Due to heightened publicity and exposure to a wider international market, in July of 2005 a private buyer was found. An historic preservation easement was placed on the building and grounds restricting the property from future demolition and stipulating that there be no future additions.
Edgar J. Kaufmann Conference Rooms | Manhattan, New York County
Threat: Removal of historic interior features; lack of landmark protection
The penthouse of 809 United Nations Plaza in New York City is a rare sight to behold. It contains the Edgar J. Kaufmann Conference Rooms, the creation of an internationally acclaimed master in modern architectural design, Alvar Aalto. The rooms are one of only three projects in the United States designed by Aalto (1898-1976), a renowned Finnish architect. Now, the three rooms are facing an uncertain future. The owner, Kokuren Shien L.L.C., plans to convert the conference rooms into offices, destroying Aalto’s masterpiece. Once the owner was made aware of the importance of the rooms, they offered to give the removable portions to anyone willing to pay for the cost of removal. They also agreed to wait 90 days before commencing with demolition.
Update - November 2015
League staff testifies in favor of designating the Conference Rooms.
Niagara Falls High School | Niagara Falls, Niagara County
Threat: demolition for strip style development
Across New York State and the nation, communities are facing difficult, often divisive decisions concerning the fate of older school buildings. While some municipalities are choosing to rehabilitate schools, others are favoring new construction and abandoning buildings that have functioned as neighborhood anchors for generations. The City of Niagara Falls is in the midst of such a controversy regarding the future of the 1924 Niagara Falls High School, vacated in June 2000 after a new high school opened elsewhere in the city. What’s at stake in Niagara Falls is whether the landmark-quality school will be retained for new community uses or demolished and replaced with a plaza-style shopping mall. The handsome three-story building, with its ornate 1,200-seat auditorium, occupies a prominent site in the heart of the city’s “Little Italy” neighborhood, which is experiencing reinvestment. After determining that the school district could not use the former school, the Niagara Falls School Board agreed to sell the property to Benderson Development Corporation. Benderson proposes to redevelop the site with a new commercial facility if it can obtain the necessary zoning change. Unless city government, the school board, and others can agree on the desired outcome for the building and site, the Classical Revival style school will be leveled and a shopping mall will be built in its place.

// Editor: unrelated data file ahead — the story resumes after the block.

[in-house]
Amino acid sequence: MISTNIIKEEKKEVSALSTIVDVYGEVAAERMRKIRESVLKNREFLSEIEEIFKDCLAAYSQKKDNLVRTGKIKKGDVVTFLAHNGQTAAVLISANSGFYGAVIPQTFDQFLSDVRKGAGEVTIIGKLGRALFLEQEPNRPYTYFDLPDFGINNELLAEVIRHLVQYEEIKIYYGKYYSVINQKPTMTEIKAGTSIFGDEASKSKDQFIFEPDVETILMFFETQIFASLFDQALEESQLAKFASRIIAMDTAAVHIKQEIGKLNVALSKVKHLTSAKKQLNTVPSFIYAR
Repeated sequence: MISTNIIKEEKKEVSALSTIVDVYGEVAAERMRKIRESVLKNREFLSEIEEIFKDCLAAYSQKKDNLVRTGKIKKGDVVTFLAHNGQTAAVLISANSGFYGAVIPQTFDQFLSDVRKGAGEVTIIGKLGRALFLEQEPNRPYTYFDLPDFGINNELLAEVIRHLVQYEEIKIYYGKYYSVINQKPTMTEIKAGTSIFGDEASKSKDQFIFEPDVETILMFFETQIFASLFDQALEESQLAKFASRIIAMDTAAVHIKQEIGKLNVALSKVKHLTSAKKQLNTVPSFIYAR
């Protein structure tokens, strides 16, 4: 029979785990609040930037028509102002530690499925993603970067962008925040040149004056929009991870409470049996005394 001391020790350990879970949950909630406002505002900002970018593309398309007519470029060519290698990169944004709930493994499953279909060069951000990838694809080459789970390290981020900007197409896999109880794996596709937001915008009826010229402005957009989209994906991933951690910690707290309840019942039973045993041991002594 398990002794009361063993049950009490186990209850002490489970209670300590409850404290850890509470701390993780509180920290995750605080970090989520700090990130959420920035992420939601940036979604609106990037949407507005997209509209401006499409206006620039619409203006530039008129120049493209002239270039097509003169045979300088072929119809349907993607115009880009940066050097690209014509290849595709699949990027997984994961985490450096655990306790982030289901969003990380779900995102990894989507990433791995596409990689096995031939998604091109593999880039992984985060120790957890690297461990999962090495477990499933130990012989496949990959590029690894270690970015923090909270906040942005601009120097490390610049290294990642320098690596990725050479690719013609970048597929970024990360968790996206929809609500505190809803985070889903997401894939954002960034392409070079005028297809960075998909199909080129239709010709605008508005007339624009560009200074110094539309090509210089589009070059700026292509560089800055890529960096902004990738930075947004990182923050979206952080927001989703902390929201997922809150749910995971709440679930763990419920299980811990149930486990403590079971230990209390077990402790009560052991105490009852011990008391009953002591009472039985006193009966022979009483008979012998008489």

Glimmerglass/ Upper Susquehanna Region | Multiple Municipalities, Otsego County
Threat: inappropriate development
The Glimmerglass/Upper Susquehanna Region, which includes the nine towns and villages surrounding Otsego or “Glimmerglass Lake”, is one of New York State’s most intact and lovely cultural landscapes. From Cherry Valley to Springfield to Milford, the homes, churches, farms, fields, and roads retain a remarkable degree of visual and architectural integrity. In fact, 2,300 buildings and sites are listed on the State and National Registers of Historic Places. Yet the region's agricultural activities and small town character are threatened by the growing impact of tourism in the form of sprawl development. Due to its historic association with the origin and popularity of baseball, Cooperstown and environs has become a magnet for rapid and large-scale development. Youth baseball camps, motels, amusement parks, strip malls, and parking lots are consuming open land and straining aging infrastructure. The cumulative effect of these projects—some in place and more proposed—threatens to destroy the unique and beautiful network of historic sites and settings that distinguish the Glimmerglass Region in the state and the nation.
Downtown State Street | Schenectady, Schenectady County
Schenectady’s downtown is like many in upstate New York. Retail development on the outskirts of cities has led many businesses to relocate, leaving once thriving “Main Streets” nearly empty. Schenectady’s “Main Street” is State Street, which has witnessed disinvestment over the decades, and a decline in the number of people coming downtown to shop. The city has made a commitment to reversing this trend, but at the expense of what gives Schenectady a sense of place and distinguishes it from any other downtown—its historic buildings. With the intention of bringing more people into the central business district, the city has supported the demolition of 11 turn-of-the-century buildings for a new state Department of Transportation headquarters. Eight of these buildings are eligible for listing on the National Register of Historic Places. After much contest from the Schenectady Heritage Foundation, the Preservation League of New York State, and many residents, the city has refused to locate the DOT building elsewhere. And, Schenectady may be gearing up to demolish another eight buildings which stand on the preferred site of a new City/County Courthouse. One of the buildings in this block is the former Oddfellows Hall, a terracotta-clad structure that was recently restored by Proctor’s Theater for an Arts Center.